Throughout the 1980s and ’90s, younger and older adults voted in largely similar ways, with a majority of each supporting the winner in every presidential election. Sometime around 2004, though, older voters began moving right, while younger voters shifted left. This year, polls suggest that Mitt Romney will win a landslide among the over-65 crowd and that President Obama will do likewise among those under 40.The optimism of young Americans is especially striking, since they are doing much worse economically than older Americans. We see once again that money is not everything. Older Americans have the money but fear a future in which white Americans cease to be a majority, gay culture goes mainstream and the world of the 50s disappears forever.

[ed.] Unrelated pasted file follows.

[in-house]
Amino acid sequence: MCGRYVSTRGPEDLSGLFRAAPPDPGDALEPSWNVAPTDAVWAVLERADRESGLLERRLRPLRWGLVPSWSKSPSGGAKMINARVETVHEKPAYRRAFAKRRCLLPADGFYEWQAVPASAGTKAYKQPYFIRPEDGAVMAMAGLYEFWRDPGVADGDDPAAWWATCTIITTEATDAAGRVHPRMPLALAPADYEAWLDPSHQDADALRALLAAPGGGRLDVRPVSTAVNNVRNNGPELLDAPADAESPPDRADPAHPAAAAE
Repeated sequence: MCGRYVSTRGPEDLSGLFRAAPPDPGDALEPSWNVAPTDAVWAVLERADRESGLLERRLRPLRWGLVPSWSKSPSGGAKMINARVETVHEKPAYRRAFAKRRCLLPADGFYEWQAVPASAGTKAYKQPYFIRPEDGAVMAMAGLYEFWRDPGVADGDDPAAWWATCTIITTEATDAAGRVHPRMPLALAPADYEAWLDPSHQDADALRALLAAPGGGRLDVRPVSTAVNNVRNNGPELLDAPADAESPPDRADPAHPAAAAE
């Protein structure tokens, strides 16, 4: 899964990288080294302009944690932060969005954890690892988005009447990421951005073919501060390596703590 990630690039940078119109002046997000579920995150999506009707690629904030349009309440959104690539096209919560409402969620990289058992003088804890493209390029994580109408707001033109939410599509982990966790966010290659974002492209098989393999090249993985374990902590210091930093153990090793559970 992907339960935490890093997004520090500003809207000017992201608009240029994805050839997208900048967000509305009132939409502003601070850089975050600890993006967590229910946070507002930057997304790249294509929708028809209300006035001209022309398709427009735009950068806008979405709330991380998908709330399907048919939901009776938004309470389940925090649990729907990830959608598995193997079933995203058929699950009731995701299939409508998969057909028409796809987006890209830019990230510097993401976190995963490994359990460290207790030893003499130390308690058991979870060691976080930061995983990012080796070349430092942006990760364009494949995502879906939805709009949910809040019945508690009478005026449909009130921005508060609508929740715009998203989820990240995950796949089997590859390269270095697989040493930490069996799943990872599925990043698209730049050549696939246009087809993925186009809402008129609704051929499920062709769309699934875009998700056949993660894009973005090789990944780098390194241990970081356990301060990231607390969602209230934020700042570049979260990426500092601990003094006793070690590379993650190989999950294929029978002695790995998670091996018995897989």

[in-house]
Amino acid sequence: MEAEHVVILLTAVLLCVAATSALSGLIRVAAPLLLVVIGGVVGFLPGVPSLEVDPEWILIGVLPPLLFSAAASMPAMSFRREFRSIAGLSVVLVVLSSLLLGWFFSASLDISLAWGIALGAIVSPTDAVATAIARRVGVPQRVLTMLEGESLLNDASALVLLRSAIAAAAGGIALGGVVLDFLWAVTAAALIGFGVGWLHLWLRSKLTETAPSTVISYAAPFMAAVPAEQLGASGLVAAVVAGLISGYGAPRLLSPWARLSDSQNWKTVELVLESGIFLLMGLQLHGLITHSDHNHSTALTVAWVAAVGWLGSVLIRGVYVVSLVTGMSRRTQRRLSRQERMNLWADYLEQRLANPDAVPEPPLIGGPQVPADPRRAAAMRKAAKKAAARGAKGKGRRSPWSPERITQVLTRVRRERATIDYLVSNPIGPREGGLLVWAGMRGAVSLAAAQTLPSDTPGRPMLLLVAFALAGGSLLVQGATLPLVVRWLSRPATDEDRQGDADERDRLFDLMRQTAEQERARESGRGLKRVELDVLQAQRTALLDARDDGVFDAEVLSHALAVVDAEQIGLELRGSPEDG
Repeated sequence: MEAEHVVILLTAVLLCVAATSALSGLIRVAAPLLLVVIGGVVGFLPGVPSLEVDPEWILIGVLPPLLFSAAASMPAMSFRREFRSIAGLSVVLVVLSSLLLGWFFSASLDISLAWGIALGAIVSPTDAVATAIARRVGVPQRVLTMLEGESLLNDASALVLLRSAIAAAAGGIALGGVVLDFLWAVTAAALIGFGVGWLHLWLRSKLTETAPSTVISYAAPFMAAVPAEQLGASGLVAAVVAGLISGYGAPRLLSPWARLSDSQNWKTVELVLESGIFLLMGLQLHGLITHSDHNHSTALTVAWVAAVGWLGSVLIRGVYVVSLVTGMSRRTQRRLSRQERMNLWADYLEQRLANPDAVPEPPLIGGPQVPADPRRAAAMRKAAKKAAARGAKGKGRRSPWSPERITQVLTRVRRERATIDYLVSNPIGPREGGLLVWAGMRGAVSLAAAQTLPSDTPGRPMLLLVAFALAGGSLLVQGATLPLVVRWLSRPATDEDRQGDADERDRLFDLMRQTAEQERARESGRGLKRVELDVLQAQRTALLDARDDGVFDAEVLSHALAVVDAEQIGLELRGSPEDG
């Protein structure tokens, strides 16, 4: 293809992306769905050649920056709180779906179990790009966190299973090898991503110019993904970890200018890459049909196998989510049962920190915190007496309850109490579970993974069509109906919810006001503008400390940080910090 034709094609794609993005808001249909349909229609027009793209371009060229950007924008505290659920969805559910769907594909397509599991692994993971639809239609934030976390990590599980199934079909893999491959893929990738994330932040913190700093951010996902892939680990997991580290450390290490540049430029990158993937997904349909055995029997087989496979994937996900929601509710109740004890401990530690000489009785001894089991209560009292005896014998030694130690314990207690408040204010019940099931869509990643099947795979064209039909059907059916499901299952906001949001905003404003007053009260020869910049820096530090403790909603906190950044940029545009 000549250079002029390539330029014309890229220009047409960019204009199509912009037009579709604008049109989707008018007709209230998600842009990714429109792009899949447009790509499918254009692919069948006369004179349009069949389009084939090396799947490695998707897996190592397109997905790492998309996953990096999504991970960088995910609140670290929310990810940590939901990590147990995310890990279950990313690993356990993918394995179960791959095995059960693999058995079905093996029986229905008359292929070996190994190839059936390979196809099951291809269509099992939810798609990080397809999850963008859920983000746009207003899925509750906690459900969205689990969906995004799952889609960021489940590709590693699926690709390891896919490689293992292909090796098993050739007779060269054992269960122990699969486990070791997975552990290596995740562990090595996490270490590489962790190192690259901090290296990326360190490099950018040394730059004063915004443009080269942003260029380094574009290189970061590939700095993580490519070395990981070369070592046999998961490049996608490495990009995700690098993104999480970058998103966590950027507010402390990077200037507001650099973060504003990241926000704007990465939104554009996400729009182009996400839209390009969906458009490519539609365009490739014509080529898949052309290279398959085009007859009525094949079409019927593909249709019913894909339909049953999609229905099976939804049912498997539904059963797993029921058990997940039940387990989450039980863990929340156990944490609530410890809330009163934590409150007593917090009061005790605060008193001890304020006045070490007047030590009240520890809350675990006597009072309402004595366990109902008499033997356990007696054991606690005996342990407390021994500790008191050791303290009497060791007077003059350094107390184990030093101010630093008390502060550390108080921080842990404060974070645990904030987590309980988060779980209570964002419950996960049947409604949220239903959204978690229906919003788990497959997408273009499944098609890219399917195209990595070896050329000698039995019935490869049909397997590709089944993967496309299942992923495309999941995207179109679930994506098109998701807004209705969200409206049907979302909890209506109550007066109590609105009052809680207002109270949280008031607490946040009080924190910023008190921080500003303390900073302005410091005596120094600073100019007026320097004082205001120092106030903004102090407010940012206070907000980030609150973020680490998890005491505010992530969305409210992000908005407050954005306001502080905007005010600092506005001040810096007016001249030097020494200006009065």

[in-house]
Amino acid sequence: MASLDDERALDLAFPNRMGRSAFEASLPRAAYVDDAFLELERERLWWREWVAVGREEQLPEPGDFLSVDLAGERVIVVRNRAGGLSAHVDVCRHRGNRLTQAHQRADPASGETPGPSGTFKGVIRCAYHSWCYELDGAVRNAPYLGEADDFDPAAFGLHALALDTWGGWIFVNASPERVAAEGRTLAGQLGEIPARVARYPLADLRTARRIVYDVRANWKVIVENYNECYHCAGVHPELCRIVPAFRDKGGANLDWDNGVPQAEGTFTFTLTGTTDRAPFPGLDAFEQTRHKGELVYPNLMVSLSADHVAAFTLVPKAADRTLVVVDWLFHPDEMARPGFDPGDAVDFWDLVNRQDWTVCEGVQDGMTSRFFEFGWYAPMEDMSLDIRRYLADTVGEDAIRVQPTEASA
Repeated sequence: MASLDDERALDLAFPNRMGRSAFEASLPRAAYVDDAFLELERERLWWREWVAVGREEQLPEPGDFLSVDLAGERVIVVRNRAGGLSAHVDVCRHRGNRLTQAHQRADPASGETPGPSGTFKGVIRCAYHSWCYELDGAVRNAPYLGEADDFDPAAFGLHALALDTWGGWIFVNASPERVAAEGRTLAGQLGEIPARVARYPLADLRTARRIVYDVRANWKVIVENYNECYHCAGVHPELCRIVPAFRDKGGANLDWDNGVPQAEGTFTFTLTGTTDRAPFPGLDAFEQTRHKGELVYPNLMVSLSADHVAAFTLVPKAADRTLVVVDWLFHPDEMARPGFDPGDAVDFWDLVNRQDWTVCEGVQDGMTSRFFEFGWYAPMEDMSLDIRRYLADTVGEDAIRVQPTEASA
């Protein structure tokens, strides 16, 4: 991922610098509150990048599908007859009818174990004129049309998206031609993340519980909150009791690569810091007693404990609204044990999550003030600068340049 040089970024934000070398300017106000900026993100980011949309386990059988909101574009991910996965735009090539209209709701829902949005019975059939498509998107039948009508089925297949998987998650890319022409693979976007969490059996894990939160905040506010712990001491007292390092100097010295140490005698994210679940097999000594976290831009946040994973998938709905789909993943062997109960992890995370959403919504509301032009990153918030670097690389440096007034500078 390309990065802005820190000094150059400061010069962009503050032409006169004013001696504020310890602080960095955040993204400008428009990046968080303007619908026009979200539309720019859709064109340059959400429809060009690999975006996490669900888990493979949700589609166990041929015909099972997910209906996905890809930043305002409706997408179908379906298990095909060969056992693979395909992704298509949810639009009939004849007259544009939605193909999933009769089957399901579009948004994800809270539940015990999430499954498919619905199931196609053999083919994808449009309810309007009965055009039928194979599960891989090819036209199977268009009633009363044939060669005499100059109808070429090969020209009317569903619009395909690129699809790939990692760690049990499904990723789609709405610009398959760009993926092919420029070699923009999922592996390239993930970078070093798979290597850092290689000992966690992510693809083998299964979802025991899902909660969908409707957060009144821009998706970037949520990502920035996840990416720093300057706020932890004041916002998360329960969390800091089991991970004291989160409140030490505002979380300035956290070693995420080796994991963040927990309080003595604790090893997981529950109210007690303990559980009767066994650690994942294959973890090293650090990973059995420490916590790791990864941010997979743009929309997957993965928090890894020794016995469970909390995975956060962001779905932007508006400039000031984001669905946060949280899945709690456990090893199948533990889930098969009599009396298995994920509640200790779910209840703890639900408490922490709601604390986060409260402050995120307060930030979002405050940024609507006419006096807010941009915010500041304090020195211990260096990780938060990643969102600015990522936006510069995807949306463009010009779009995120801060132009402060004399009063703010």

Beyond political parties, the two have different views on many of the biggest questions before the country. The young not only favor gay marriage and school funding more strongly; they are also notably less religious, more positive toward immigrants, less hostile to Social Security cuts and military cuts and more optimistic about the country’s future. They are both more open to change and more confident that life in the United States will remain good.
Sunday, June 24, 2012
The New Generation Gap